On AJC Australian Derby day at Randwick, Oliver failed to ride a winner from six starts but not one of the mounts headed markets, which wasn’t the case last weekend when Apache Cat was beaten as favourite in the TJ Smith as was All Silent in the Doncaster Mile.

"I’ve had a lot of good rides on paper but it hasn’t quite worked out that well," Oliver said. "I’ve been thwarted a little bit by soft tracks and luck in running. I haven’t got the winners on the board but it’s swings and roundabouts in this business.

"The favourites don’t always win, it would be pretty boring if they did."

In today’s All Aged Stakes, Oliver rides Danleigh, having committed to the galloper after his first-up second in The Galaxy. It opened the way for fellow Victorian Craig Williams to link up with All Silent, which is coming off a 10th in the Doncaster.

"I may have erred a little going back to the inside on him [All Silent]," Oliver said. "But he is going to be better on a drier track, on that track last Saturday he didn’t quite let go like he can on a dry track."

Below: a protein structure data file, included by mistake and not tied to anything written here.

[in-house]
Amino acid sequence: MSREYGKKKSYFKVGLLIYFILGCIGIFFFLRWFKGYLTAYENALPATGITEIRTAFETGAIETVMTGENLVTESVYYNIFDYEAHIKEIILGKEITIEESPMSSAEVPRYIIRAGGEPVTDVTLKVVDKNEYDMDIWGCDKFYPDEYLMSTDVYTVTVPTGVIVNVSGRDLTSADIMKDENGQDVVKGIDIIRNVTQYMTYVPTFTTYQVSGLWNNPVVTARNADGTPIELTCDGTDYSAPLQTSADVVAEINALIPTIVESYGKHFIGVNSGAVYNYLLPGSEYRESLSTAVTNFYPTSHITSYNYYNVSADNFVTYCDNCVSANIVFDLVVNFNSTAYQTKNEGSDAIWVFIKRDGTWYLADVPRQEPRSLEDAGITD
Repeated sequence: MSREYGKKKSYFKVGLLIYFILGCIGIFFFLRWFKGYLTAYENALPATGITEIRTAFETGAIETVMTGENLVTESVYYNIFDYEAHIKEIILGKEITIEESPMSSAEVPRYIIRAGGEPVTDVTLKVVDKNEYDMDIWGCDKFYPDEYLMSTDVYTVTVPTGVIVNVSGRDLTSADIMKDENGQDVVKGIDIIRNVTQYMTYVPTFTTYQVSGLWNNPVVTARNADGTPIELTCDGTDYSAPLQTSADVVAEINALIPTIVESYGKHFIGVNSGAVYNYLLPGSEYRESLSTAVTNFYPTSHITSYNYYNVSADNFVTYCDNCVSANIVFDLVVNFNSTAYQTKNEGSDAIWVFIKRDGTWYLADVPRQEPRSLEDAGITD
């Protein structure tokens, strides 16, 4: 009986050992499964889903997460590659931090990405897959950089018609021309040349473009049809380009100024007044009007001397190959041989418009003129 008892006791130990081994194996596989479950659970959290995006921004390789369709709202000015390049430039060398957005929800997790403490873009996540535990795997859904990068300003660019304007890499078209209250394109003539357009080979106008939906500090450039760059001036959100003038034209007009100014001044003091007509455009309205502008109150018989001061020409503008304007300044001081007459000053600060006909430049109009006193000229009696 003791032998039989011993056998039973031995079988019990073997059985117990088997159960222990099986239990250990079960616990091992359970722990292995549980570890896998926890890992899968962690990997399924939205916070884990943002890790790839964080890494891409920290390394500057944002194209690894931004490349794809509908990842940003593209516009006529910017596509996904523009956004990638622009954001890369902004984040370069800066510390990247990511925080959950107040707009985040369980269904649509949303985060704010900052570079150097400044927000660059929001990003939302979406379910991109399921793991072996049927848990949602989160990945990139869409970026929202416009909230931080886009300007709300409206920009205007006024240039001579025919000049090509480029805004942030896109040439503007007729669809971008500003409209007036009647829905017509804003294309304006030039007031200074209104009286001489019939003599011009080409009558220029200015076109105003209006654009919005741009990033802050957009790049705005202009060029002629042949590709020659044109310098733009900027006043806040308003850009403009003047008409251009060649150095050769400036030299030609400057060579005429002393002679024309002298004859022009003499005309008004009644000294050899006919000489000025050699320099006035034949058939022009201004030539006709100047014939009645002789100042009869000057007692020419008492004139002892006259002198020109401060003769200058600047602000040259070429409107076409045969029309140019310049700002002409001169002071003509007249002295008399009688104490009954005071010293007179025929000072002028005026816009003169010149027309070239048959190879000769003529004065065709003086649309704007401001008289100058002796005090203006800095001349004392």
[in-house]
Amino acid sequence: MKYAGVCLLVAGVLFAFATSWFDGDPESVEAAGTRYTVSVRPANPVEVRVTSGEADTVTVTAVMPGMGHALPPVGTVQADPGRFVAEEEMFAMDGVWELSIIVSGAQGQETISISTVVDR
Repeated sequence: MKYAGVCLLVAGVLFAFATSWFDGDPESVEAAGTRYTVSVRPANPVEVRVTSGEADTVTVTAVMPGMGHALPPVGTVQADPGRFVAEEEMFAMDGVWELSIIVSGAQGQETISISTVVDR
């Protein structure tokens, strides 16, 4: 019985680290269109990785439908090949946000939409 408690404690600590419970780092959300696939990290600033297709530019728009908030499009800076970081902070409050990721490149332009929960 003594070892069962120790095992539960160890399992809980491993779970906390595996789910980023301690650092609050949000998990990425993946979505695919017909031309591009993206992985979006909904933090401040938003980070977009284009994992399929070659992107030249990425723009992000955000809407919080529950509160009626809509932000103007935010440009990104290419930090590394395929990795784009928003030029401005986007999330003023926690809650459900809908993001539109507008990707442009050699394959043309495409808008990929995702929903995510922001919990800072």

Oliver described Danleigh’s effort in The Galaxy as "a great run", and "I had to wait and follow the winner through".

A member of the elite jockeys’ grand slam-winning club, Oliver, who claimed the Sydney Cup on No Wine No Song last year, admitted the task facing Master O’Reilly was a worry.

"He has the visitors’ draw [19]. It is going to make it hard," he said. "It is not the best start; you jump straight on a turn. It hasn’t made the task any easier but the horse is going well."

Master O’Reilly has been winless since scoring in the Caulfield Cup two years ago but the Danny O’Brien-trained six-year-old has competed at the highest level, including another Caulfield Cup outing, two appearances in the Melbourne Cup, and last year’s Cox Plate.